(Gouwzee Waterland, Monnickendam, Netherlands)- Host for the first edition of the Netherlands J/70 Sailing League (EredivisieZeilen.nl) was the Waterland Yacht Charter Monnickendam team. Over the three-day weekend, they managed to run thirteen races for the eighteen teams that were participating in the first full season of league-style racing.
At the conclusion of racing on Sunday, it was the WV Almere Centraal team of John den Engelsman, Willem Jan van Dort, Nova Huppes and Irena Doets that took a commanding lead after the second day of racing and win by the astonishing margin of 15 points, winning 10 of 13 races in total! Here is how it all came about.
After the first day of the first round, the team of RR & ZV Maas and Roer won no less than four of the six races. The matches were sailed on the Gouwzee on the Monnickendam coast. Here were some of the reactions from the sailors after the first day.
Max Fisher- skipper of RR & ZV Maas and Roer in Roermond- gave the following explanation: "It was actually quite good for us. Better than expected. We are very satisfied. All the other teams have also trained and do not know what to expect. We had hoped to be in the top five. But, this is a great success for us today! Compared to last year, you will notice that more teams are able to win races at the top of the fleet. You notice that other teams have trained a lot and boat handling is much better. Teams go around the buoys better. So, the racing is much, much closer, it is absolutely exciting!”
John den Engelsman, crew on WV Almere Central was very satisfied. "We had a fantastic day. For everyone perfect conditions. A bit more sunshine would have been nice. But, as a team, we have done very well. We once made a mistake and have clung to the top mark. But then we actually made more mistakes! Still, we are very pleased with today. The level of sailing was much better than last year. All teams have been training and that you can see that on the water. All teams were doing a much better job all around. We have a mixed team two very good women on our team- they are used to training hard."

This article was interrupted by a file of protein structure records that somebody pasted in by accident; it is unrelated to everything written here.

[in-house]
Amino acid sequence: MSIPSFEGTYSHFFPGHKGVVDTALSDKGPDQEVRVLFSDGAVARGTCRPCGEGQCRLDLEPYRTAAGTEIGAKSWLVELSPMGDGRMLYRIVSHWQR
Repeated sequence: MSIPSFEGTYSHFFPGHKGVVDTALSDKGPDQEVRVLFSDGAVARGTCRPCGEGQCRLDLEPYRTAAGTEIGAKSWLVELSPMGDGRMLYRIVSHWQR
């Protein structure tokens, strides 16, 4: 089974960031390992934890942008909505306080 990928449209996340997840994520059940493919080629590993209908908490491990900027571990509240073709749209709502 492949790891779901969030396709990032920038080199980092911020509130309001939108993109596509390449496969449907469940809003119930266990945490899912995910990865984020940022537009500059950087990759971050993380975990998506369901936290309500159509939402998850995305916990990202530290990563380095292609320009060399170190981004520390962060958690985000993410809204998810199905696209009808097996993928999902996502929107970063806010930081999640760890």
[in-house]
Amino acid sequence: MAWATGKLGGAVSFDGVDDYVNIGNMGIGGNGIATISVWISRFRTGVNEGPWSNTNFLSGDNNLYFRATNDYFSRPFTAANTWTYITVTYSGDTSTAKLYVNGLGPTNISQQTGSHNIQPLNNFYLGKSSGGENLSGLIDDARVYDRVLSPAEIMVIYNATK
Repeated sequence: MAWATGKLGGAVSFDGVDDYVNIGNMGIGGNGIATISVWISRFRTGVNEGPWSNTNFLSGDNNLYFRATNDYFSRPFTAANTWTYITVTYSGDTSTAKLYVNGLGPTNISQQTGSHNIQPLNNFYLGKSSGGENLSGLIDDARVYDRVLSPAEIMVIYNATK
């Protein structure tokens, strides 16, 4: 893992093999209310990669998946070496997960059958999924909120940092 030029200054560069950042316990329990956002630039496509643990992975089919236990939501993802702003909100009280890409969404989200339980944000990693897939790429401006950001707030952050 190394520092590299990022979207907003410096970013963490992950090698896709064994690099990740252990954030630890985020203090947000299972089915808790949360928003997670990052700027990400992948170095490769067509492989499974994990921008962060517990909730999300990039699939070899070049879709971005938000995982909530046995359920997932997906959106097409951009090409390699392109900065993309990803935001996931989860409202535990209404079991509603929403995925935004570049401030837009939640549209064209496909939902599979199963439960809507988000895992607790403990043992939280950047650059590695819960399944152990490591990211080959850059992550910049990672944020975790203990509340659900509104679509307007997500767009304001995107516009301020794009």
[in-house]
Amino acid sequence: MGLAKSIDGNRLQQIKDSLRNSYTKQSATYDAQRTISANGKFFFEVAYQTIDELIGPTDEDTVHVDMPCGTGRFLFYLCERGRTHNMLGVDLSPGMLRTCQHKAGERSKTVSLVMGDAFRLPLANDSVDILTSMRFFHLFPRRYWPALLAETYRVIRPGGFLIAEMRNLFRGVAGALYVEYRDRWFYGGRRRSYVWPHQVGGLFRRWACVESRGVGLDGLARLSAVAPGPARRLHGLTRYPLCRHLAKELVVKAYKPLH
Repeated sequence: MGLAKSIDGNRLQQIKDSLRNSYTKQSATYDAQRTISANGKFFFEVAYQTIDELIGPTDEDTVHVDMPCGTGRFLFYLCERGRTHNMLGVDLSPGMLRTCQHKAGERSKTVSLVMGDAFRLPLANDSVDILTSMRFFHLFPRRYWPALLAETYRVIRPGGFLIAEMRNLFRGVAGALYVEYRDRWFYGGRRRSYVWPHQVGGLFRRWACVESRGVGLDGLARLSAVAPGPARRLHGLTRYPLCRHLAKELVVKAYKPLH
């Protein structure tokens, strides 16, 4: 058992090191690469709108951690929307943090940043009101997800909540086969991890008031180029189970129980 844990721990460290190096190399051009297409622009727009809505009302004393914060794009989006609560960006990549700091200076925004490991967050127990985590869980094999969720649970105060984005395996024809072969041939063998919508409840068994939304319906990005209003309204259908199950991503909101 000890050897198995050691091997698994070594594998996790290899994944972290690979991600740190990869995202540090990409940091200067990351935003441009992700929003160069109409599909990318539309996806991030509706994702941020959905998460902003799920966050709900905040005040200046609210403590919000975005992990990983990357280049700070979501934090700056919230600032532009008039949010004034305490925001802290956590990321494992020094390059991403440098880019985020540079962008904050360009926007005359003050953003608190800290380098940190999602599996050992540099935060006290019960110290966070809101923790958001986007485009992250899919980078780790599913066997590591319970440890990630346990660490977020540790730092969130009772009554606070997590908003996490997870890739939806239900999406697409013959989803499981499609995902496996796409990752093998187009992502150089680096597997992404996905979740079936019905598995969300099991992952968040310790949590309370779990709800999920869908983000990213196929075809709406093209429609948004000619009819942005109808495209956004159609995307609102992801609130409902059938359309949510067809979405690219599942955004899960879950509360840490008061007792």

On the second day of sailing, it appears the teams were becoming more evenly matched, with the exception of the mixed team of WV Almere Central. WV Almere Central was now eight points ahead of the number two team- RR & ZV Maas en Roerin. In third place was the team of WV Brassermermeer.
One team sailed a nearly faultless day. Nova Huppes of WV Almere Central gave the following explanation, "It went very well for us. Only firsts and one second place, so we can be satisfied with our performance. Our secret is good teamwork. We have all been on board for a while and divided our responsibilities very well, so no one has too much to do and no one too little. We had a great day! Too much sun, so we cannot complain! Tomorrow, we will try to defend our lead!”
The general conclusion of all eighteen participating teams is that the level of the entire fleet is rising quickly. The J/70 is easy to learn how to make it go fast, especially in flat waters of the lakes and bays. As an example, the position changes on second day were remarkable, with teams going up and down the results ladder like a roller-coaster.
Sailing their inaugural series, the Haarlem Jachtclub had a good weekend of sailing. On the first day, they had to score all DNC’s because of responsibilities at school! However, the talented young team sailed well on Saturday and posted a few thirds along the way. Their skipper, Bart Lambriex, took silver at the Optimist Worlds in 2011. Lambriex wants to sail the 2020 Olympic Games in Tokyo in the 49er class. Commenting on their performance, Lambriex said, "It was very rough getting used to sailing a keelboat. Many things are going well but some things are not going so well. What is not going well are those typical J/70 things that have to do with operating the gennaker. Especially the crew, learning how to raise and lower it correctly without shrimping it! So, for us it means getting better on technique! Tactically it went well. We won some starts and often sailed the right side of the course. Nevertheless, there is much room for improvement. Tomorrow is a new day!"
On the final day of racing on Sunday, the Watersportvereniging Almere Central took a commanding lead after winning four more races in a row, taking the series by the commanding margin of 15 pts. Led by their experienced helmsman, John den Engelsman, they were a class apart. They sailed a near flawless regatta, with perfectly executed maneuvers. And, if they were at all threatened, the mixed team from Almere defended with great skill and ferocity.
Behind them, it was it was a huge battle for second place. The number of race victories was decisive to determine who beat whom in the final standings. Three teams tied on 31 pts each after 13 races! Winning the tie-breaker to take the silver was Watersportvereniging Sneek, then in third was Roermond Rowing and Sailing Club and in fourth was Watersportvereniging Brassermermeer. Rounding out the top five was WSV Almere Haven.